The strategic bombing campaigns of WWII, for the first time in history, brought war deep behind the lines to the general civilian population. Although the debate still rages over the ultimate success of strategic bombing, all other things being equal, it seems better to not have one's country bombed. Air combat is usually romanticized as fighter-versus-fighter dogfights; however, such fighting really does nothing to further the war aims. Offensive fighter operations must seek out those enemy elements capable of attacking friendly forces in the air, on the land, or on the sea. Defensive fighter operations are designed to block such enemy offensives. Only then do fighter-versus-fighter dogfights truly support the war effort. Consequently, fighter pilots must not only be proficient at dogfighting, but at intercepting enemy bombers as well.
One of the most important aspects of intercepting bombers occurs before ever taking off in a fighter: learning about the enemy. Target recognition is vital. To effectively engage a target, one must know that target's strengths and weaknesses. Where is the heaviest armor plating? Where are the largest defensive guns? Which guns overlap their fields of fire? Where is the bomber most vulnerable? Learn what each bomber (both friendly and enemy) looks like. Learn what armament it carries and how the armor is distributed. In short, know what you're going up against.
Once airborne, engaging bombers requires a different mindset than engaging other fighters. Against a fighter, the ultimate goal is to saddle up on the opponent's six o'clock and stay there. This tactic amounts to suicide against bomber formations. At first glance, attacking bombers from astern is attractive. You slowly approach a stable, predictable target and gun its brains out. Bombers, though, carry defensive guns and you present a similar stable, predictable target when closing from behind. The bomber's gunner has plenty of time to aim the weapon, shoot, refine his aim, and shoot again. Instead, it works best to make sweeping, high-speed passes from the bomber's front or flanks. This limits the time the fighter is exposed to enemy gunfire. Further, crossing between the bomber's weapon arcs means each gunner has to acquire the fighter, aim the weapon, and open fire, with no individual gunner having the opportunity to refine his shot.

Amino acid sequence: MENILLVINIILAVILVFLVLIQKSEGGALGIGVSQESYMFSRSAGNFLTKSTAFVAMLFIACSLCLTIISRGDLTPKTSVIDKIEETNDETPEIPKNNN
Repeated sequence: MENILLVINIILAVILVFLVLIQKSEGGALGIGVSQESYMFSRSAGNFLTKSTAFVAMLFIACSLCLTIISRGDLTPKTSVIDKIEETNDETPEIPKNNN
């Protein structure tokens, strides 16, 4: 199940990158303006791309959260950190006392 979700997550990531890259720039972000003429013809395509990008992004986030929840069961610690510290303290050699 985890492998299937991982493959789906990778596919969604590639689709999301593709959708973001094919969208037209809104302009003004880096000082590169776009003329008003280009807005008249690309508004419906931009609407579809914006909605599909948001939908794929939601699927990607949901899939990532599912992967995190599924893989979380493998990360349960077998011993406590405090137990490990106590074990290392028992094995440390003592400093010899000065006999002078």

Remember to shoot for critical areas. Aim for the engines or (in a head-on attack) the cockpit. Shooting off the wings, knocking out engines, or killing the pilot will ensure the bomber goes down. Killing the gunners may be satisfying (especially if they've scored hits on your fighter), but generally won't prevent the bomber from completing its attack.
Also, remember that WWII bombers are relatively under-powered at combat weights. You don't necessarily have to destroy the bomber; knocking out an engine or two will almost certainly render it incapable of reaching the target. This is the difference between a "kill" and a "mission kill." The bomber in question may very well make it home, but if you've kept it from hitting its target, you've succeeded. If the bomber has already dropped its payload, knocking out an engine or two may force it down before it can get home, resulting in one less aircraft and aircrew for the next attack.